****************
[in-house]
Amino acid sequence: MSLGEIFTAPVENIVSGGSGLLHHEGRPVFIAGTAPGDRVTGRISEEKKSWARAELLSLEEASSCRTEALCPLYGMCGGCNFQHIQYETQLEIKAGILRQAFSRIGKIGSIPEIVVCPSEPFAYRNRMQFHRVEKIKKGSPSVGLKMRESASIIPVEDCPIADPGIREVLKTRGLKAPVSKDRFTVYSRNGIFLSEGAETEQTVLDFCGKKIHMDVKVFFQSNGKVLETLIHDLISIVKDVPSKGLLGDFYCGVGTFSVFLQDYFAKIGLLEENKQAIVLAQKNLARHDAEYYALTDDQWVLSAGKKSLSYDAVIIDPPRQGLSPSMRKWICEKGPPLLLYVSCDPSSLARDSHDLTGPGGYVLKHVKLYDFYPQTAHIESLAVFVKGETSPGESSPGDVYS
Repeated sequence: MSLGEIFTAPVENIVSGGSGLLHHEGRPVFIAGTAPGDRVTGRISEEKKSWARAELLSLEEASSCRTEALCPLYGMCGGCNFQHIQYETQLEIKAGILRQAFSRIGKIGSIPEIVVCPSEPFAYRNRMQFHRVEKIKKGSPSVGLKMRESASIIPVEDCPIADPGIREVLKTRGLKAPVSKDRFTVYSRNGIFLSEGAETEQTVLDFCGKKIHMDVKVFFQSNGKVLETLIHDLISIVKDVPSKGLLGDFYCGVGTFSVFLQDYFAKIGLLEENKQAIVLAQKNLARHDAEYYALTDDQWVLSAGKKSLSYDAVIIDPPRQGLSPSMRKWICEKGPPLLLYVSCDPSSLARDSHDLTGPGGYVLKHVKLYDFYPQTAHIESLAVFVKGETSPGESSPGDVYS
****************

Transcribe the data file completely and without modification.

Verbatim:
[in-house]
Amino acid sequence: MSLGEIFTAPVENIVSGGSGLLHHEGRPVFIAGTAPGDRVTGRISEEKKSWARAELLSLEEASSCRTEALCPLYGMCGGCNFQHIQYETQLEIKAGILRQAFSRIGKIGSIPEIVVCPSEPFAYRNRMQFHRVEKIKKGSPSVGLKMRESASIIPVEDCPIADPGIREVLKTRGLKAPVSKDRFTVYSRNGIFLSEGAETEQTVLDFCGKKIHMDVKVFFQSNGKVLETLIHDLISIVKDVPSKGLLGDFYCGVGTFSVFLQDYFAKIGLLEENKQAIVLAQKNLARHDAEYYALTDDQWVLSAGKKSLSYDAVIIDPPRQGLSPSMRKWICEKGPPLLLYVSCDPSSLARDSHDLTGPGGYVLKHVKLYDFYPQTAHIESLAVFVKGETSPGESSPGDVYS
Repeated sequence: MSLGEIFTAPVENIVSGGSGLLHHEGRPVFIAGTAPGDRVTGRISEEKKSWARAELLSLEEASSCRTEALCPLYGMCGGCNFQHIQYETQLEIKAGILRQAFSRIGKIGSIPEIVVCPSEPFAYRNRMQFHRVEKIKKGSPSVGLKMRESASIIPVEDCPIADPGIREVLKTRGLKAPVSKDRFTVYSRNGIFLSEGAETEQTVLDFCGKKIHMDVKVFFQSNGKVLETLIHDLISIVKDVPSKGLLGDFYCGVGTFSVFLQDYFAKIGLLEENKQAIVLAQKNLARHDAEYYALTDDQWVLSAGKKSLSYDAVIIDPPRQGLSPSMRKWICEKGPPLLLYVSCDPSSLARDSHDLTGPGGYVLKHVKLYDFYPQTAHIESLAVFVKGETSPGESSPGDVYS